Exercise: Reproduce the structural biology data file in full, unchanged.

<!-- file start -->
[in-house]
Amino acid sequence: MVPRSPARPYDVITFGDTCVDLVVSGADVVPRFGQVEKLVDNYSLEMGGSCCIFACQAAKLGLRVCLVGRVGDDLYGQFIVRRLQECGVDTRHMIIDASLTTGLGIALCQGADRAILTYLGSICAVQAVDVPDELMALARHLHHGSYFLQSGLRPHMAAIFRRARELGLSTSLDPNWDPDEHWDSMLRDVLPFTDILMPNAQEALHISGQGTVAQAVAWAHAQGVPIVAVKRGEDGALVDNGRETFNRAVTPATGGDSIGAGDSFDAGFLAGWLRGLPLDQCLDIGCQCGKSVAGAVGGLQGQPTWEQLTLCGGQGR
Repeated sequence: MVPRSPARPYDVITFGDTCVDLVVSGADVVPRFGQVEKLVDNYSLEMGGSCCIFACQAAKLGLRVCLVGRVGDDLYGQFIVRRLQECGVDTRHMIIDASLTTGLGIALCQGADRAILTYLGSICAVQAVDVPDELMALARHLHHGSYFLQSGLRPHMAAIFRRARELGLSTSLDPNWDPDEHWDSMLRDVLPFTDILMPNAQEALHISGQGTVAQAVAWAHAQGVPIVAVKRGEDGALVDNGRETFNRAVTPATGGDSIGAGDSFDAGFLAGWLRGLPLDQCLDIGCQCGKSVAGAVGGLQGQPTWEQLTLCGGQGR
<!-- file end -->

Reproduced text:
[in-house]
Amino acid sequence: MVPRSPARPYDVITFGDTCVDLVVSGADVVPRFGQVEKLVDNYSLEMGGSCCIFACQAAKLGLRVCLVGRVGDDLYGQFIVRRLQECGVDTRHMIIDASLTTGLGIALCQGADRAILTYLGSICAVQAVDVPDELMALARHLHHGSYFLQSGLRPHMAAIFRRARELGLSTSLDPNWDPDEHWDSMLRDVLPFTDILMPNAQEALHISGQGTVAQAVAWAHAQGVPIVAVKRGEDGALVDNGRETFNRAVTPATGGDSIGAGDSFDAGFLAGWLRGLPLDQCLDIGCQCGKSVAGAVGGLQGQPTWEQLTLCGGQGR
Repeated sequence: MVPRSPARPYDVITFGDTCVDLVVSGADVVPRFGQVEKLVDNYSLEMGGSCCIFACQAAKLGLRVCLVGRVGDDLYGQFIVRRLQECGVDTRHMIIDASLTTGLGIALCQGADRAILTYLGSICAVQAVDVPDELMALARHLHHGSYFLQSGLRPHMAAIFRRARELGLSTSLDPNWDPDEHWDSMLRDVLPFTDILMPNAQEALHISGQGTVAQAVAWAHAQGVPIVAVKRGEDGALVDNGRETFNRAVTPATGGDSIGAGDSFDAGFLAGWLRGLPLDQCLDIGCQCGKSVAGAVGGLQGQPTWEQLTLCGGQGR